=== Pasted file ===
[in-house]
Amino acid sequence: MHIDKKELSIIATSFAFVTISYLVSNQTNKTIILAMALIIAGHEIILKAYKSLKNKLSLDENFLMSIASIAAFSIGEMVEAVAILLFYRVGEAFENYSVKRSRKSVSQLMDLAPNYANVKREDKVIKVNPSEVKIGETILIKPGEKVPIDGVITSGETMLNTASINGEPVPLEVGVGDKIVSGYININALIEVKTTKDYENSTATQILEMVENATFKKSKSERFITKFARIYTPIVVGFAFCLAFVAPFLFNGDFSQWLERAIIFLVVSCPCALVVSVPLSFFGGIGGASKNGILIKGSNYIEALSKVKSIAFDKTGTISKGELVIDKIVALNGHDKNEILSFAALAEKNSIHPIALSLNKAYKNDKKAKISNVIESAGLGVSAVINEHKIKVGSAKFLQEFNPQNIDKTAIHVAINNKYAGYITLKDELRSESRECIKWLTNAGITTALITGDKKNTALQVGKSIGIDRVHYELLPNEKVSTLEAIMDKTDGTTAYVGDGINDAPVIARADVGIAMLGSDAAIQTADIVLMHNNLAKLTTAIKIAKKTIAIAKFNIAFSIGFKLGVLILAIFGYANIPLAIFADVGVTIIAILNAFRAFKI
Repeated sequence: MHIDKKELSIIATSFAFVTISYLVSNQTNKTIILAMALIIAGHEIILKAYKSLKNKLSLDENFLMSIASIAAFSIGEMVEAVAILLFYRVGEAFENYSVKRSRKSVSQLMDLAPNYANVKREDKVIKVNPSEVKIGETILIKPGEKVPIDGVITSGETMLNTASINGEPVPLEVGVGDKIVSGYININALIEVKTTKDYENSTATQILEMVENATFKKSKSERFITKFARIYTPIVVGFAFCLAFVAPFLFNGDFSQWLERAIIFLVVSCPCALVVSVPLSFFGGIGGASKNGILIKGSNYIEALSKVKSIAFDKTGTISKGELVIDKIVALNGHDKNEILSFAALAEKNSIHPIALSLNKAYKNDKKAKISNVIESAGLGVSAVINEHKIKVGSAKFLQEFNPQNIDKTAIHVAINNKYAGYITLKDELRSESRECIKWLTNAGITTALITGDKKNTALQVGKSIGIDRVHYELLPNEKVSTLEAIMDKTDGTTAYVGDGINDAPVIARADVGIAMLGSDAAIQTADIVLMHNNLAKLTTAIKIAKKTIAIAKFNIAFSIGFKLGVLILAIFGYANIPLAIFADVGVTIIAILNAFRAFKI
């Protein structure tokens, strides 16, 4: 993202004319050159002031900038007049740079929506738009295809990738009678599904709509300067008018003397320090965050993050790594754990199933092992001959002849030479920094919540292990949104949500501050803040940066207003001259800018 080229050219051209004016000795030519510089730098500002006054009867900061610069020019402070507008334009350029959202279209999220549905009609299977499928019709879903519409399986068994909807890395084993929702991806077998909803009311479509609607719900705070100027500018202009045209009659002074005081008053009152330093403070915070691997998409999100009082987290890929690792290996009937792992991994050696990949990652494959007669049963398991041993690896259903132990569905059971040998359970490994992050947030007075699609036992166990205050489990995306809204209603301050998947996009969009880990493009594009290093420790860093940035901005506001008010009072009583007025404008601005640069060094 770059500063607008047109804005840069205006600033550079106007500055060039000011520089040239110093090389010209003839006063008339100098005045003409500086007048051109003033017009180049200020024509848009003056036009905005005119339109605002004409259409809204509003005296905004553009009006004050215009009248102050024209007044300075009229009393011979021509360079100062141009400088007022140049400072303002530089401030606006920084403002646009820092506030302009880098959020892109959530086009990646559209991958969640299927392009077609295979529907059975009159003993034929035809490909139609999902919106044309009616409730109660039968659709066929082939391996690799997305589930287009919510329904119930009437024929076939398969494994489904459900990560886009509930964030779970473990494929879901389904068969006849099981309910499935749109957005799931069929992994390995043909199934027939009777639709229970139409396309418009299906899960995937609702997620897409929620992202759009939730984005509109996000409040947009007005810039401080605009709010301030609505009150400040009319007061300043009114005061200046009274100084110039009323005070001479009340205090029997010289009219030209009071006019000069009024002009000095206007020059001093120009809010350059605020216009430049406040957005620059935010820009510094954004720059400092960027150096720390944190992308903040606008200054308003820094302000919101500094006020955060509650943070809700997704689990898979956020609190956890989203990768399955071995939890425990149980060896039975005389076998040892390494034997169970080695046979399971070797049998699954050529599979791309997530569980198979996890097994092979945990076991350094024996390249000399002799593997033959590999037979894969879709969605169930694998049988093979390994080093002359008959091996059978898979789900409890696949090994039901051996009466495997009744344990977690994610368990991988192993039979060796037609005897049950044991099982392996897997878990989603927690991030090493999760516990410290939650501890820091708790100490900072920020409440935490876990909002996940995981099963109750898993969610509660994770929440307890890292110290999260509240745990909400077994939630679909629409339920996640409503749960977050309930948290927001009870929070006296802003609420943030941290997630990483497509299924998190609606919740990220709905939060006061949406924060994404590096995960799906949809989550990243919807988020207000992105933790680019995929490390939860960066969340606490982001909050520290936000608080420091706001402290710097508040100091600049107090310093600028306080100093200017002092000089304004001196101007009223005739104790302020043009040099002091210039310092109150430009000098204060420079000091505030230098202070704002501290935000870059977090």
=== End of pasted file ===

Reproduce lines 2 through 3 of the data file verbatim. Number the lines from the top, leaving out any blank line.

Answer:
Amino acid sequence: MHIDKKELSIIATSFAFVTISYLVSNQTNKTIILAMALIIAGHEIILKAYKSLKNKLSLDENFLMSIASIAAFSIGEMVEAVAILLFYRVGEAFENYSVKRSRKSVSQLMDLAPNYANVKREDKVIKVNPSEVKIGETILIKPGEKVPIDGVITSGETMLNTASINGEPVPLEVGVGDKIVSGYININALIEVKTTKDYENSTATQILEMVENATFKKSKSERFITKFARIYTPIVVGFAFCLAFVAPFLFNGDFSQWLERAIIFLVVSCPCALVVSVPLSFFGGIGGASKNGILIKGSNYIEALSKVKSIAFDKTGTISKGELVIDKIVALNGHDKNEILSFAALAEKNSIHPIALSLNKAYKNDKKAKISNVIESAGLGVSAVINEHKIKVGSAKFLQEFNPQNIDKTAIHVAINNKYAGYITLKDELRSESRECIKWLTNAGITTALITGDKKNTALQVGKSIGIDRVHYELLPNEKVSTLEAIMDKTDGTTAYVGDGINDAPVIARADVGIAMLGSDAAIQTADIVLMHNNLAKLTTAIKIAKKTIAIAKFNIAFSIGFKLGVLILAIFGYANIPLAIFADVGVTIIAILNAFRAFKI
Repeated sequence: MHIDKKELSIIATSFAFVTISYLVSNQTNKTIILAMALIIAGHEIILKAYKSLKNKLSLDENFLMSIASIAAFSIGEMVEAVAILLFYRVGEAFENYSVKRSRKSVSQLMDLAPNYANVKREDKVIKVNPSEVKIGETILIKPGEKVPIDGVITSGETMLNTASINGEPVPLEVGVGDKIVSGYININALIEVKTTKDYENSTATQILEMVENATFKKSKSERFITKFARIYTPIVVGFAFCLAFVAPFLFNGDFSQWLERAIIFLVVSCPCALVVSVPLSFFGGIGGASKNGILIKGSNYIEALSKVKSIAFDKTGTISKGELVIDKIVALNGHDKNEILSFAALAEKNSIHPIALSLNKAYKNDKKAKISNVIESAGLGVSAVINEHKIKVGSAKFLQEFNPQNIDKTAIHVAINNKYAGYITLKDELRSESRECIKWLTNAGITTALITGDKKNTALQVGKSIGIDRVHYELLPNEKVSTLEAIMDKTDGTTAYVGDGINDAPVIARADVGIAMLGSDAAIQTADIVLMHNNLAKLTTAIKIAKKTIAIAKFNIAFSIGFKLGVLILAIFGYANIPLAIFADVGVTIIAILNAFRAFKI